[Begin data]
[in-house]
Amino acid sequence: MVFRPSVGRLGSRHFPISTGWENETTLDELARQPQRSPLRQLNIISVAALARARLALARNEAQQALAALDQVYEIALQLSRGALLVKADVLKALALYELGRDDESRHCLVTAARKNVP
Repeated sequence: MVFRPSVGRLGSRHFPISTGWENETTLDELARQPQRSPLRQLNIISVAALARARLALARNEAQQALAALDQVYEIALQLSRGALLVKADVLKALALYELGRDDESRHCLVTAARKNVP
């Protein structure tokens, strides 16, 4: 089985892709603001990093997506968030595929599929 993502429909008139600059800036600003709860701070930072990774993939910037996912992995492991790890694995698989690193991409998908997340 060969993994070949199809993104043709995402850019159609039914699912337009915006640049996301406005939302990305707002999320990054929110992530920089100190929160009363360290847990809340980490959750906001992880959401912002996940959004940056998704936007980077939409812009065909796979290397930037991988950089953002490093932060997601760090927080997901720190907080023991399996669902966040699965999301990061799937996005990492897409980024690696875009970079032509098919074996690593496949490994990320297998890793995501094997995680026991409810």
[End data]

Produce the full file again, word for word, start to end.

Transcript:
[in-house]
Amino acid sequence: MVFRPSVGRLGSRHFPISTGWENETTLDELARQPQRSPLRQLNIISVAALARARLALARNEAQQALAALDQVYEIALQLSRGALLVKADVLKALALYELGRDDESRHCLVTAARKNVP
Repeated sequence: MVFRPSVGRLGSRHFPISTGWENETTLDELARQPQRSPLRQLNIISVAALARARLALARNEAQQALAALDQVYEIALQLSRGALLVKADVLKALALYELGRDDESRHCLVTAARKNVP
């Protein structure tokens, strides 16, 4: 089985892709603001990093997506968030595929599929 993502429909008139600059800036600003709860701070930072990774993939910037996912992995492991790890694995698989690193991409998908997340 060969993994070949199809993104043709995402850019159609039914699912337009915006640049996301406005939302990305707002999320990054929110992530920089100190929160009363360290847990809340980490959750906001992880959401912002996940959004940056998704936007980077939409812009065909796979290397930037991988950089953002490093932060997601760090927080997901720190907080023991399996669902966040699965999301990061799937996005990492897409980024690696875009970079032509098919074996690593496949490994990320297998890793995501094997995680026991409810």